Not the healthiest of foods, either.
I think a lot of people do say “Let’s go out for Chinese”, or “Leftover Chinese”. I know it’s not the most PC thing to say… but it did not seem contrived.
I also wanted to note the MORON under I CANT COOK…
What’s not PC about the phrase LEFTOVER CHINESE?
Agree with Ben on the rave review for Francis Heaney’s AVCX, but there’s an additional, amazing level that he missed: Within each of the four “theme” entries (FACTORYFLOOR, HOOTENANNY, EXTRACTING, RUTHIEFOSTER), there’s a series of letters that lie above each of the hidden “cameras.” Those letters form four types of people who might be captured on a camera: ACTOR, NANNY, EXTRA, THIEF. (Ben’s screenshot of the grid illustrates this perfectly.) Thus, by virtue of their position in the grid, these people are quite literally *on* camera.
I knew I was likely missing something going on here – that’s what I get for not being fully caffeinated. Totally explains the why of the entries I called out – it wasn’t just oddly themeless, as I thought. Thanks for calling this out, Jeff!
That’s a pretty amazing crossword. Would have enjoyed solving it.
And of course the title of Francis’s puzzle is missing a word that warns the solver that the cameras in question will be hidden.
Yeah, I went back and forth about including “Hidden” in the title of the puzzle, but then ACTOR and EXTRA no longer seemed apt, since the cameras that they would be on wouldn’t be hidden.
EDM / CDC wrecked me. I don’t know why I thought CCC and not CDC, but it took ages to find that typo :(.
Really dug today’s NYT (and not just because I had a relatively fast solve of it on the T this morning (2 stops! That’s ~6-8 minutes on paper). Fill and cluing felt fresh and breezy throughout. I have a feeling the pop-culture averse aren’t going to be as ebullient about this puzzle as I am, but it was nice to be fully on the same wavelength with the NYT first thing this morning.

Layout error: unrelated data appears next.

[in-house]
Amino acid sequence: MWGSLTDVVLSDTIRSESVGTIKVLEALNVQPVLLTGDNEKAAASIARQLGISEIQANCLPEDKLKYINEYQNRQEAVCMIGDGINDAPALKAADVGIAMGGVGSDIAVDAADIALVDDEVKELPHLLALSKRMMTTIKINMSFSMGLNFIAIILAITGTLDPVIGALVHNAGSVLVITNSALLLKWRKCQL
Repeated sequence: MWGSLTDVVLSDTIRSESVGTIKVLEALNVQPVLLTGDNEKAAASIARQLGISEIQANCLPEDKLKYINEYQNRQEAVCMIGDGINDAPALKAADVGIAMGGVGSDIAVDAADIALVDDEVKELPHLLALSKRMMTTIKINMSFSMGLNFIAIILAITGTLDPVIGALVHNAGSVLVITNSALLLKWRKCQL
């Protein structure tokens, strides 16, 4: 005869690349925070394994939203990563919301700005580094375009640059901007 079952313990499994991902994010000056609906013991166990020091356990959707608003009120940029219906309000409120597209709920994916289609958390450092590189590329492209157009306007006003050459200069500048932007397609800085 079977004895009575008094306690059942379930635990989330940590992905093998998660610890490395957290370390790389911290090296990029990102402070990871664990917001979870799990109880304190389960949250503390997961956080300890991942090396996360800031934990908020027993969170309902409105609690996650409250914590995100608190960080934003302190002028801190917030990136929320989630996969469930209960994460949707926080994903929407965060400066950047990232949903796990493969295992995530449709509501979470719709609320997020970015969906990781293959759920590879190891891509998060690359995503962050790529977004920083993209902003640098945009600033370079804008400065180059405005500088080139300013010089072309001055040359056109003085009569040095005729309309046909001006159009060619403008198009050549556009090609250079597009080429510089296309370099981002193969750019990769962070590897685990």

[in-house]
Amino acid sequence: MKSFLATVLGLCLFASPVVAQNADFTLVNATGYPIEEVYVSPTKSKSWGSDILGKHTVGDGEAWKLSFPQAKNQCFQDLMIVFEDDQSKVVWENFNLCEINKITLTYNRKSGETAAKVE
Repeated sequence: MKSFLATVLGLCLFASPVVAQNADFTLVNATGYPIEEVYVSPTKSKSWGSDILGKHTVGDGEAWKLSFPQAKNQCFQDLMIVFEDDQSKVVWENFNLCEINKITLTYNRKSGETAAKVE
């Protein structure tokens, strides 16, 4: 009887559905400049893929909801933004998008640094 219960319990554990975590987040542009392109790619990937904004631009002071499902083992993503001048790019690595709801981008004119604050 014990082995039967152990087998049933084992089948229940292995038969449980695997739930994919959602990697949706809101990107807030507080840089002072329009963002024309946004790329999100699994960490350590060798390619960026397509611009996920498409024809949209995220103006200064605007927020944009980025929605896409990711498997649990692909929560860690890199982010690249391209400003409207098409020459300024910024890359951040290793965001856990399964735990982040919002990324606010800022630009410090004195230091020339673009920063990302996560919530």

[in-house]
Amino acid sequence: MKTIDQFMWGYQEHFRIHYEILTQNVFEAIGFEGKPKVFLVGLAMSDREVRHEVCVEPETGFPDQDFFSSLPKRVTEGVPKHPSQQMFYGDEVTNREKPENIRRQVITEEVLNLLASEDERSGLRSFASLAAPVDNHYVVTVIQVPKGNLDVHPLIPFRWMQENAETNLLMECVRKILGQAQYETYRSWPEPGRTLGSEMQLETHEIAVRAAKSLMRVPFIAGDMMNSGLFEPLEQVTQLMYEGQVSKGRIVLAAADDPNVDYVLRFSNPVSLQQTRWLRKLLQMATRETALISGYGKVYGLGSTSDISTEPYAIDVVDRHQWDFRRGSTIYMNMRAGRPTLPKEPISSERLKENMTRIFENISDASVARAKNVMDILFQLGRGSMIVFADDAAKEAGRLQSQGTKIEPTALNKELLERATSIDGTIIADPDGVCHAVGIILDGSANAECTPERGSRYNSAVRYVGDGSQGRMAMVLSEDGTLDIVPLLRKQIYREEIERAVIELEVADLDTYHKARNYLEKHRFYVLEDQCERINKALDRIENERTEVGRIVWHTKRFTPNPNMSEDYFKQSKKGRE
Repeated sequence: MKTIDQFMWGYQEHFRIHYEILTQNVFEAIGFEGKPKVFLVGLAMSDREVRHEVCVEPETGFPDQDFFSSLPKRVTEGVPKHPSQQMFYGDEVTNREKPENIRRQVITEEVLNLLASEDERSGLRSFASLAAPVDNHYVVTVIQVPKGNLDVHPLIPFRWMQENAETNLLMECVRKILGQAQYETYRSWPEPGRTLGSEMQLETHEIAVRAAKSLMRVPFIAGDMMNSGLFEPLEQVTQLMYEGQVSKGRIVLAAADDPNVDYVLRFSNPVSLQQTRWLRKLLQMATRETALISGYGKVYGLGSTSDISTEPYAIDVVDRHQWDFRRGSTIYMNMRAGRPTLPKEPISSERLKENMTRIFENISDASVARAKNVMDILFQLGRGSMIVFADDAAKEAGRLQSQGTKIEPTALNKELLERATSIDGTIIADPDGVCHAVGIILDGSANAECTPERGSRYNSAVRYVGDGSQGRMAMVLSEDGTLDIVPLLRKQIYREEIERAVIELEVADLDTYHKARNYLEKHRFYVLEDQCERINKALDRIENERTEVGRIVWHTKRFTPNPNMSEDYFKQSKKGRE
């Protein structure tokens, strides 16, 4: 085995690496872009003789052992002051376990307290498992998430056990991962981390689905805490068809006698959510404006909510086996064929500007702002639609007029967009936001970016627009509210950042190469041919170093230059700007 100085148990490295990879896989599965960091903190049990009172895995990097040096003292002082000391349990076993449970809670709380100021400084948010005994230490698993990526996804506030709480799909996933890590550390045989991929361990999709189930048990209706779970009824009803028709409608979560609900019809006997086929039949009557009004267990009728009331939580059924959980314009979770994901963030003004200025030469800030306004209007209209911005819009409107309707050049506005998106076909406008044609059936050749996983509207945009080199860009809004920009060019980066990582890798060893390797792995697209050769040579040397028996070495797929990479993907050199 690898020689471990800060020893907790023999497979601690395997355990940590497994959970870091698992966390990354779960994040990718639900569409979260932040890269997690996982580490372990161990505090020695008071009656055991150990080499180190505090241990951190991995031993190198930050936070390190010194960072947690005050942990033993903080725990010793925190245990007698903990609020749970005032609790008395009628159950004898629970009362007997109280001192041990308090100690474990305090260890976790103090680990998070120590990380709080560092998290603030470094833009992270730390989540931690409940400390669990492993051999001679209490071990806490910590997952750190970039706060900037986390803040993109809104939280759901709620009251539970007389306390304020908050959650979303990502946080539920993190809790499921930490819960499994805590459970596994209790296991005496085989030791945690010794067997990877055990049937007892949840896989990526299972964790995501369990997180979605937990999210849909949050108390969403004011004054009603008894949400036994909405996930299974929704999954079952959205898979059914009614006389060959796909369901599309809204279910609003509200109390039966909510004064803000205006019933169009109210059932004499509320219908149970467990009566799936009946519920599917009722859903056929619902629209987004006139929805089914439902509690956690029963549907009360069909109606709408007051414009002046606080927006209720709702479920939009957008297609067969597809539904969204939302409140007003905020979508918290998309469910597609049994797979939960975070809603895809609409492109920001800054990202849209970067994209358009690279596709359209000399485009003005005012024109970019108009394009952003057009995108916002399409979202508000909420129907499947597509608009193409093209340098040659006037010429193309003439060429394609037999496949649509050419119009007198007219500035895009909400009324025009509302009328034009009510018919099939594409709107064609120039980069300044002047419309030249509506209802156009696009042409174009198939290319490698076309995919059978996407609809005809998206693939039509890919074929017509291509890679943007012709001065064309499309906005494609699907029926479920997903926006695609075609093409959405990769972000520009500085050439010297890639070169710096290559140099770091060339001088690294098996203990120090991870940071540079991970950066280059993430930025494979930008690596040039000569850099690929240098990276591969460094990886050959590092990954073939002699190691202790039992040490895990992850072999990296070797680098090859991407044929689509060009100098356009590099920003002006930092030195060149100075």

The NYT is one funny puzzle, as opposed to yesterday’s less than sunny theme.
NYT: Surprised that 23A (EDS clued via editors) and 54D (EDITS) don’t count as a dupe.
AVC: Has Francis Heaney ever made a non amazing puzzle? Embarrassed that I missed the ACTOR/EXTRA/etc though… Gotta start solving on paper :)
Of course it’s a dupe. The only question is whether it was an oversight or left in on purpose, as the “best” option. People say here that Will doesn’t care much about dupes.
I’m guessing this sort of dupe actually does bother Will. “Edit” is a much less common word than the more frequent I/IN/NO/ON sort of dupes. I don’t think Will would object much to “edit” appearing in a clue as well as in the grid, but two of them in the grid is far from ideal.
Even if you “can’t cook”, my grandparents’ (I know it as my grandpa’s, but apparently nana made it first…) macaroni cheese recipe is super easy, and super tasty, and very easy to turn into a lunch box. Cook macaroni as normal. Layer greased baking dish with first macaroni, then mature cheddar, then macaroni again, cheese again… until reaching the top, ending with cheese. Mix 2 cups of milk, 2 eggs and salt in a mixing bowl. Pour over. Bake @ 180 for 45 minutes, more or less. I like to do a middle layer of bacon and mushroom (or similar). I’m told this is slightly different to what Americans think mac and cheese should be – it makes a solid meal you can eat with your hands!
Having technical issues, not sure how I’m going to get the LAT post up for now. Stand by.
Sounds awesome. A little like a gratin…
It took me a very long time (as in, reading this explanation twice) to fully get Francis’s puzzle. At first I didn’t notice ACTOR/NANNY/etc, so it really bothered me that LEICA was “above” the letters it was rebused with, while all the others are below. The asymmetry still isn’t ideal to me, but once I fully grasped what was going on I was much more impressed. Pretty crazy construction feat.